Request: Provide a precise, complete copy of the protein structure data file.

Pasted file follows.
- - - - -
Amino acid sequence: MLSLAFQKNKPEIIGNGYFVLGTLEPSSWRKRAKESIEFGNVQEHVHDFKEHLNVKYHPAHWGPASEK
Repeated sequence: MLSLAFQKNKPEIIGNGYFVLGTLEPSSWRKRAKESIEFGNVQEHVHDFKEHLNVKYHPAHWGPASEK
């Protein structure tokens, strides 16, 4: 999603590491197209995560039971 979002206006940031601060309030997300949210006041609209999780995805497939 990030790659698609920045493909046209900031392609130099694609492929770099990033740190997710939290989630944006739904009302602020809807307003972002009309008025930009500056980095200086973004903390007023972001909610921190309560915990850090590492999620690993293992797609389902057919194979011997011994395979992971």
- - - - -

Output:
Amino acid sequence: MLSLAFQKNKPEIIGNGYFVLGTLEPSSWRKRAKESIEFGNVQEHVHDFKEHLNVKYHPAHWGPASEK
Repeated sequence: MLSLAFQKNKPEIIGNGYFVLGTLEPSSWRKRAKESIEFGNVQEHVHDFKEHLNVKYHPAHWGPASEK
């Protein structure tokens, strides 16, 4: 999603590491197209995560039971 979002206006940031601060309030997300949210006041609209999780995805497939 990030790659698609920045493909046209900031392609130099694609492929770099990033740190997710939290989630944006739904009302602020809807307003972002009309008025930009500056980095200086973004903390007023972001909610921190309560915990850090590492999620690993293992797609389902057919194979011997011994395979992971």